It’s always a tough rooting situation when you have one of your hitters going up against one of your pitchers in fantasy. Usually the safer bet is to pull for your pitcher, since one failed AB isn’t going to hurt your offense as much as a huge inning and losing a "W" will damage your pitching staff. But before I even had time to think about this, Feliz smacked Blanton’s first offering deep over the left-field wall (despite the announcer going nuts after thinking Eric Byrnes had made the catch, even though the ball was 12 feet over his head). The four-run lead was down to one, but since Chavez’s error had extended the inning, all three runs were unearned. Perfect.
Now if Blanton and the bullpen could just hold the lead for two more innings, I would get a win, a great start and a three-run homer from an opposing player. Can it get better than that? Yes it can.
Blanton pitched a scoreless eighth, and then on came Justin Duchscherer, who I also acquired last week in the same 12-player trade. If he could just get through the ninth unscathed, everything would be perfect. But things are never that easy, and with two outs, the Giants had runners on the corners and Feliz up once again at the plate.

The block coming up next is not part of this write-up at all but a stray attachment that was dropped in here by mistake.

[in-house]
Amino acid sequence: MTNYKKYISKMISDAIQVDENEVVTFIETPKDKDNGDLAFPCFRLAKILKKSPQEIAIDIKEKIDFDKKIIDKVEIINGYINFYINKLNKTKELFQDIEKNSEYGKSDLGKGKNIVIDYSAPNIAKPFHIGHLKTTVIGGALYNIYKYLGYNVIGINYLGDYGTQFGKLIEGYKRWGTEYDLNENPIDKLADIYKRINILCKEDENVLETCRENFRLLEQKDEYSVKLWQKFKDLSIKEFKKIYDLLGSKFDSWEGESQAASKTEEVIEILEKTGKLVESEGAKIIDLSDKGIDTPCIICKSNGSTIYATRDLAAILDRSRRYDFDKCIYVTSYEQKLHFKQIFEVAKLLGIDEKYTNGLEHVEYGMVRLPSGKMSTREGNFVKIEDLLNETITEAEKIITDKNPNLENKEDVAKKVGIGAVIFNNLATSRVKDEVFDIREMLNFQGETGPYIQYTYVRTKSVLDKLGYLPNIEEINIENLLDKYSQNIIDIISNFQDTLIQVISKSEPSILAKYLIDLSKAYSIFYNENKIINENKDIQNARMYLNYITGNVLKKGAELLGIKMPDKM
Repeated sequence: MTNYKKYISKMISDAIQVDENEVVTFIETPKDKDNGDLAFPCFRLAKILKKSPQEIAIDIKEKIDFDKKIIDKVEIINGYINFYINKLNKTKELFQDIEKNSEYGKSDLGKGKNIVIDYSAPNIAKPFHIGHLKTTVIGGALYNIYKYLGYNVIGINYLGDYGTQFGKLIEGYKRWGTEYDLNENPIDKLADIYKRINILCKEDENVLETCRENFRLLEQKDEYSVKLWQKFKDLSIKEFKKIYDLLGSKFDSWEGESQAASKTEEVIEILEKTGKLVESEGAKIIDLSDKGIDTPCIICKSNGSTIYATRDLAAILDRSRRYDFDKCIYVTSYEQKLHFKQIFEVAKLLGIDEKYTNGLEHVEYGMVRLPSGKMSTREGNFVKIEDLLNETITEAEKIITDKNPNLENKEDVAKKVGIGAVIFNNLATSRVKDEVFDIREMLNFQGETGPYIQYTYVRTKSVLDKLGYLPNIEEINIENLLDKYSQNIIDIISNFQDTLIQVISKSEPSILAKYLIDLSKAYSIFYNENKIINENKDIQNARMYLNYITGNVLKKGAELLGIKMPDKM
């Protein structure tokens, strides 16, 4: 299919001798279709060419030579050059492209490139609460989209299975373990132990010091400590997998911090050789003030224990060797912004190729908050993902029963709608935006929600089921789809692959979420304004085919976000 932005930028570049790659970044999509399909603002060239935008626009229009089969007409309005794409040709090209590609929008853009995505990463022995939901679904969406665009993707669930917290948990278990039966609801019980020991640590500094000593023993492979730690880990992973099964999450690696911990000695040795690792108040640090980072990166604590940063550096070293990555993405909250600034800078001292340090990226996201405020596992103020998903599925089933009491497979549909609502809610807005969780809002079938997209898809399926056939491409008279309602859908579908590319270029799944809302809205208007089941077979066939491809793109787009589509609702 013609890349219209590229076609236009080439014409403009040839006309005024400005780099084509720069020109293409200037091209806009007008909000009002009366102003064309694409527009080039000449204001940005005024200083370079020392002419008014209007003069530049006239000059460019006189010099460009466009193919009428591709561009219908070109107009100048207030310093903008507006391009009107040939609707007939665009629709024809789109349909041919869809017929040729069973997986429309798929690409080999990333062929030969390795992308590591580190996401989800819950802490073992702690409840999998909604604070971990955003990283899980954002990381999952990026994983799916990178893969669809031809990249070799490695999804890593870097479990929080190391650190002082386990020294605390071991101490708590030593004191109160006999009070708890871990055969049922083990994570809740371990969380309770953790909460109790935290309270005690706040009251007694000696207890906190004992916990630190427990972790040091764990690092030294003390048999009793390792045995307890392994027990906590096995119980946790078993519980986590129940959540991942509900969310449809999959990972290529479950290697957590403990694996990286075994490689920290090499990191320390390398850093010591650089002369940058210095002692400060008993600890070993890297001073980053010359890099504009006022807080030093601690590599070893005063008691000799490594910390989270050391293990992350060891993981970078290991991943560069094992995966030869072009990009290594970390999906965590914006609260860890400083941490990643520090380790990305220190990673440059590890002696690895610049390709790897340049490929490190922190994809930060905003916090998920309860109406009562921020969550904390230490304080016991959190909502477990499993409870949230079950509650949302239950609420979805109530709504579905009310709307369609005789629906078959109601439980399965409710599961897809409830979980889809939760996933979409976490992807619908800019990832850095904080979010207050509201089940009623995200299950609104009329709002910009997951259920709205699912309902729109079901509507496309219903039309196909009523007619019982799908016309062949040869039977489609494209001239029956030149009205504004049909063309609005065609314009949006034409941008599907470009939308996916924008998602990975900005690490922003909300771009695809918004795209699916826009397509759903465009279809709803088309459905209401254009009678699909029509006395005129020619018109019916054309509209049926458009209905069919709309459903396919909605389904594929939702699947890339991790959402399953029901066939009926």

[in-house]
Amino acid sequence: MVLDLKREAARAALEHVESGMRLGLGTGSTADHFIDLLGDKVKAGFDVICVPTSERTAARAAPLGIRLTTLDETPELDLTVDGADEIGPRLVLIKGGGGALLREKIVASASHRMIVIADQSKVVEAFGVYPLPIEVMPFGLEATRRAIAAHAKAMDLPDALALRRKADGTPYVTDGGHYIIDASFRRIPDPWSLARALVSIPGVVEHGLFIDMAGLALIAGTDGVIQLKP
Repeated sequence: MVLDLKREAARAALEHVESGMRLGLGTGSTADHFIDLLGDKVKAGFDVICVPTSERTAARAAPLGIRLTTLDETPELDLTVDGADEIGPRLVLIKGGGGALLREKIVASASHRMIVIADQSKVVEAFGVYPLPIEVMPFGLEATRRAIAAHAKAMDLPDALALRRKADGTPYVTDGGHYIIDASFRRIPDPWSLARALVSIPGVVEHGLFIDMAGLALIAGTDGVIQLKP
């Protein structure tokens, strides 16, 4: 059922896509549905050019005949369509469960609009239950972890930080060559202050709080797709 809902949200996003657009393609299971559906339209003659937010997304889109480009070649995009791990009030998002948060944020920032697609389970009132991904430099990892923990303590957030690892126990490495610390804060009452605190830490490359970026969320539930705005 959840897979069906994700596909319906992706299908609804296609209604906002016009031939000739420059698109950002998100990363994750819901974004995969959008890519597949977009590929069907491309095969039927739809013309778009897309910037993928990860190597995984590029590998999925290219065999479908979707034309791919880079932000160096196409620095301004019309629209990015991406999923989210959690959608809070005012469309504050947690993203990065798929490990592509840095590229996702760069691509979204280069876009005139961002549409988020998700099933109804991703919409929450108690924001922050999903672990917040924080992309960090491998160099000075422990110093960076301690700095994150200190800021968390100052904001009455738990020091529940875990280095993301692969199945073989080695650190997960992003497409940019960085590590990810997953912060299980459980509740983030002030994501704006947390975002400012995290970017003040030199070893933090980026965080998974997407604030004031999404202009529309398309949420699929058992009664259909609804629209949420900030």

No doubt I was pulling for Oakland now, with a win and save both on the line. Duchscherer fell behind 3-0, but rallied to strike out Feliz on a sick-looking breaking ball.
A Win, Save, 9 IP, 6 H, 1 BB, 4 K and 2-for-4 with a homer and three RBIs. If moments like this happened every night, I would never have anything to write about in this column.
I decided Mays was a safe spot pickup on Monday since he would be pitching at home against the weak-hitting Royals. Sure he hadn’t won a game in five weeks, but any time you’re facing a team that is 10-28 away from home, and had already dropped six straight games on its current road trip, you have a good chance to scoop up a win.
Through seven innings, he was throwing a shutout. Then with one out in the eighth, up stepped David DeJesus, who I had just picked up in another league as a fifth outfielder after hearing that he would be leading off for KC. DeJesus smacked a 1-2 pitch over the right-field wall for a HR, and Mays then settled down to finish the eighth, before Joe Nathan closed the door for a 3-1 victory.
Despite the fact that Wakefield pitches for the Red Sox, I’ve picked him up twice (dropping him in between) in the last week, and he’s delivered with back-to-back wins, 15 IP, 7 H, 2 ER, 6 BB and 9 K.